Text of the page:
The Kaaba is a mosque, or rather a bulding within a mosque, located in Mecca.  The name translates to “The Sacred House” and the Kaaba is indeed sacred.  In fact, it is considered by Muslims to be the holiest place on earth, and it is in the direction of the Kaaba that Muslims face when they engage in their daily prayers, no matter where on earth they are during the prayer.  Each year, there are two ceremonies there, during the holy month of Ramadan and during the annual pilgrimage.  Foreign officials are allowed to come in to the Kaaba at that time.  This is significant because it shows that the building has remained important as a structure for the Muslims ever since it was created as such. 


Notre Dame de Paris, which translates literally to “Our Lady of Paris” is a church dedicated to the Virgin Mary.  It was built on the site of the first Christian Church in Paris whih also happens to be the site of an ancient temple erected to the God Jupiter.  Located in France, it is a combination of an active Roman Catholic cathedral and a tourist destination.  Built in the Gothic period, it stands as an exquisite example of the architecture of its times.  In 1793, during the French Revolution, it was re-created as a “Temple to Reason”.  Today, significant French-Catholic events take place at Notre Dame.  The history of the Notre Dame exemplifies, perhaps better than that of any of the other structures, the importance of the building in the history of the people there.  The pagan gods which were once worshipped were literally covered up with Christianity and then with Catholicism.  After a brief period of “reason”, the area returned to it’s Catholic background which has been strong there ever since.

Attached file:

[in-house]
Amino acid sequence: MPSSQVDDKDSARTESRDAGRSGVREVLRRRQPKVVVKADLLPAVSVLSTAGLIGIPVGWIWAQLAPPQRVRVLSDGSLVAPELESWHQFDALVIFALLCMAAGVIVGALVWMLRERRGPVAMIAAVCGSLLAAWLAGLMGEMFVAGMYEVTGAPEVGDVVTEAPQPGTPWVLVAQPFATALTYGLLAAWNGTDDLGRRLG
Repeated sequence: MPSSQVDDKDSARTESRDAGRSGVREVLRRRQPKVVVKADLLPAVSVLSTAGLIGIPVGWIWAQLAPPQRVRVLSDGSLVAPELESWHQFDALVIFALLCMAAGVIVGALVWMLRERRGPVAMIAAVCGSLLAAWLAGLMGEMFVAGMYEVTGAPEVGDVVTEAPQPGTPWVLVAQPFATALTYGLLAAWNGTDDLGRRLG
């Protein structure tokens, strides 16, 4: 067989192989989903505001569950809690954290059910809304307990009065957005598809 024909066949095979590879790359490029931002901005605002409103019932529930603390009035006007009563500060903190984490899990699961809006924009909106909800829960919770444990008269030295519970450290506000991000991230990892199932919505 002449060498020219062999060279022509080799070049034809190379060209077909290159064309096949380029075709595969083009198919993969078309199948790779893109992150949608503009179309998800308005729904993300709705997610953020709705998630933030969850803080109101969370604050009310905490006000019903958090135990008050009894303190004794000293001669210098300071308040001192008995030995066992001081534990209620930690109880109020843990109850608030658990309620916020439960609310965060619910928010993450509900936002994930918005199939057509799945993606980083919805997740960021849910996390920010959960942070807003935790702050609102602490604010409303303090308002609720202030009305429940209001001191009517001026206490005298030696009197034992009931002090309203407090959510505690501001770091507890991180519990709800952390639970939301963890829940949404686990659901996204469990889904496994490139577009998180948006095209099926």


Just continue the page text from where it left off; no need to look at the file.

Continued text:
The history of each of these monuments reflects the ways in which a building can be used to not only honor what is of importance to a group of people but also to shape the influences of those people.  The monuments themselves are recognized as being important but it is the ways in which they are manipulated by leaders or taken over by revolutionaries which can be said to affect the course of history.


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  • Bercton profile image

    Bercton 7 years ago from United Kingdom

    Great history of Architecture!!!

  • profile image

    legendindia 7 years ago

    Great historical monuments.Thank you for sharing your knowledge.I appreciate your nice hub.Keep it up.

  • rakesh mahadik profile image

    rakesh mahadik 7 years ago from indore(m.p.)

    good work nice hub thanks for info.

  • Katrina Ariel profile image

    Katrina Ariel 8 years ago from The Highlands of British Columbia, Canada

    The monuments and sacred sites of history have so much to them. I like to just feel the energy of the place and see what it tells me. I'm really looking forward to getting to see more of the world's beautiful monuments as I travel.